It's not that you had strong competition or the industry is flooded or you need to work harder but your desire is intrinsically flawed?
People achieve things they weren't dreaming of, actually, often when they're engaged not in "wanting it badly enough" but the actual work.
Maybe this: dream unachievable things if you want & then devote yourself to the work at hand (probably b/c you need it).
If you'd asked me at 20 if I dreamed of publishing 20-some books, I'd have said no, of course not or I'd have ignored you b/c I was writing.
Visualization is something different. A box jump begins with imagining yourself on top of the box. It's powerful especially in sports.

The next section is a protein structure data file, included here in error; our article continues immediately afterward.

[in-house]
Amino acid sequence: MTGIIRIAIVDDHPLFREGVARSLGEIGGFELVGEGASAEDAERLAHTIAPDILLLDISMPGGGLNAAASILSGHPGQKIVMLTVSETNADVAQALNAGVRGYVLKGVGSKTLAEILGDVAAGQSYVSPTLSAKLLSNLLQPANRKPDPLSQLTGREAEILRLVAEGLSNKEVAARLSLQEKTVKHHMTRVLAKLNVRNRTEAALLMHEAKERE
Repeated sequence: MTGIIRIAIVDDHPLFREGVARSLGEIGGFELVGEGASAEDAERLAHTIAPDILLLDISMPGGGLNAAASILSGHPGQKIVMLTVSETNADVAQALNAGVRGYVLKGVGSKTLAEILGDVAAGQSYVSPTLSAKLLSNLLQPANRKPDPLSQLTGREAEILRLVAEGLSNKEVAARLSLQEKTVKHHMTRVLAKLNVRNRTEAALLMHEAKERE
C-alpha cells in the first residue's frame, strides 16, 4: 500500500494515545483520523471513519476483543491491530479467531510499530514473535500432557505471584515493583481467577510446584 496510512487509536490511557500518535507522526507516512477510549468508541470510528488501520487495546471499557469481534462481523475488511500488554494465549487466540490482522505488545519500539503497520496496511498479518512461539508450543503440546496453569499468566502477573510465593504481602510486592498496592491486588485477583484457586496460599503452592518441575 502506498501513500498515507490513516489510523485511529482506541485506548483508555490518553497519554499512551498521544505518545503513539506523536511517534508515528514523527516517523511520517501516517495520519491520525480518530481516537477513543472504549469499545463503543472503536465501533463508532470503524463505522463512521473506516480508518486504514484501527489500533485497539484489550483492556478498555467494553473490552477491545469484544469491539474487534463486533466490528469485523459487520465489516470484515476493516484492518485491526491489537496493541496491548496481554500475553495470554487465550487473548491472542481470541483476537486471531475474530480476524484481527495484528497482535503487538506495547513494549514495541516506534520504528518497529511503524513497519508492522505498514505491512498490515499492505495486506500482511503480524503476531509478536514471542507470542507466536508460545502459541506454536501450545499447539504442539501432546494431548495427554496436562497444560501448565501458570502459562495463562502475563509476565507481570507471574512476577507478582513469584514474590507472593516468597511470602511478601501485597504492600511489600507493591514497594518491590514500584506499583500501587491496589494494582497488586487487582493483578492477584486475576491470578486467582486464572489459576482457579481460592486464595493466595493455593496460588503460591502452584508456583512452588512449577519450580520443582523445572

I'd like to read an article that interviews a number of successful people who never really thought they'd be successful. #didntdreamit

Monday, August 22, 2016

Okay... so here:

Let's say you have a chunk of a novel that's not working. The story is in place, more or less, but the urgency or voice or the sentence-to-sentence chemistry is off. You don't need to change the story as much as you need to change how its told. What if, as a completely cocky exercise, you sit down and write the first paragraph of the novel as if it were written by Marquez then Aimee Bender then Michael Cunningham then Colson Whitehead then Stephen King then Atwood then Zadie Smith. [Insert your own author-picks here -- and, of course, specific books.] It's not that your work would end up sounding like theirs (what a lovely problem you'd have then) but you'd find, perhaps, a new way in -- a new and inspired way in.

Saturday, August 20, 2016

prying open process...